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Timeline of the NEA Part 4


Elizabeth Duncan Koontz becomes the first
African-American president of NEA.
NEA creates the National Foundation for the
Improvement of Education. In its first ten years
of operation, it will attract $3.5 million in grants
to support educational research.
After three years of NEA lobbying, Congress
passes the Bilingual Education Act.


NEA forms NEA-PAC, a political action committee
which allows the NEA to influence the national
legislative agenda, shape electoral platforms, and lend
support to candidates with positions favorable
to public education. Funded by member contributions,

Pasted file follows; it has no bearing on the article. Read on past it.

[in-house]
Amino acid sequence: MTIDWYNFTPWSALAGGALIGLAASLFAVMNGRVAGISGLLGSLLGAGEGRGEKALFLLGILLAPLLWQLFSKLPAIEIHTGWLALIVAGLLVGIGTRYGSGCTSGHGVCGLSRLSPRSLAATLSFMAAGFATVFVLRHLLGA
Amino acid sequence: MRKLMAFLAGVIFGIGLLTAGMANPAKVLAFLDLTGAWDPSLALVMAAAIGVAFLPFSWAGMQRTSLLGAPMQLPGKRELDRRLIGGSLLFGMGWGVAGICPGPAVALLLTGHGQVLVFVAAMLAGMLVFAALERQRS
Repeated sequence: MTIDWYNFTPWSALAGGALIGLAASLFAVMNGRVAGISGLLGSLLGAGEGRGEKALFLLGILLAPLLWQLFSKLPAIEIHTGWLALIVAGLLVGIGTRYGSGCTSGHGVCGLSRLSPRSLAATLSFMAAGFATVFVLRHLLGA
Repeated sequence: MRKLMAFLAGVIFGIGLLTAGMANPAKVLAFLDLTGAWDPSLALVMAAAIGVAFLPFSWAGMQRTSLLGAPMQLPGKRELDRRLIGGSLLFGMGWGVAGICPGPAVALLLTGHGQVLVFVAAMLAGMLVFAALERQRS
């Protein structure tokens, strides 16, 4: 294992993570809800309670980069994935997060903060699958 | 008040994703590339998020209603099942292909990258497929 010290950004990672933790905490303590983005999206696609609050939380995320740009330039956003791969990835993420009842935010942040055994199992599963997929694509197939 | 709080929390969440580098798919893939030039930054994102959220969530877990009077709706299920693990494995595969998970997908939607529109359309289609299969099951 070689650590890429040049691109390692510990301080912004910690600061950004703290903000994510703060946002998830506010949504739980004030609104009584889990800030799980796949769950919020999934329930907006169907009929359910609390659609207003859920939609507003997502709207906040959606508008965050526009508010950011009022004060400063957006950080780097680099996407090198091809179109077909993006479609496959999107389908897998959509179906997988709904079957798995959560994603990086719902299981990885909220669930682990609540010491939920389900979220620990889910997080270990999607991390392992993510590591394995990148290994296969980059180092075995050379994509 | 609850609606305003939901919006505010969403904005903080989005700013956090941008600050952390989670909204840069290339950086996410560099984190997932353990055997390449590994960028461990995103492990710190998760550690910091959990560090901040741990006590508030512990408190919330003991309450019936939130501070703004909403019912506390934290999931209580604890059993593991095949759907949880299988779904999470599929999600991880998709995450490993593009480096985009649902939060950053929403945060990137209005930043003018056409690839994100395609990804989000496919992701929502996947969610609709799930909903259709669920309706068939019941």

it will become one of the nation’s largest and most
influential PACs.


NEA wins US Supreme Court case striking down
mandatory maternity leave for pregnant teachers.

1979First Lady Rosalyn Carter with Bernie Freitag, Terry Herndon and Willard McGuire celebrating the creation of the Department of Education

Following years of intense lobbying efforts, the
United States Department of Education is elevated
to full cabinet status.


Educational Support Personnel are voted full
membership rights.


After years of intense NEA lobbying, the birthday of
Martin Luther King, Jr., becomes a federal holiday.


NEA embraces the Nine Principles of Education as
part of the “Action Plan for Educational Excellence.”


NEA member Christa McAuliffe loses her life in
the explosion of space shuttle Challenger.

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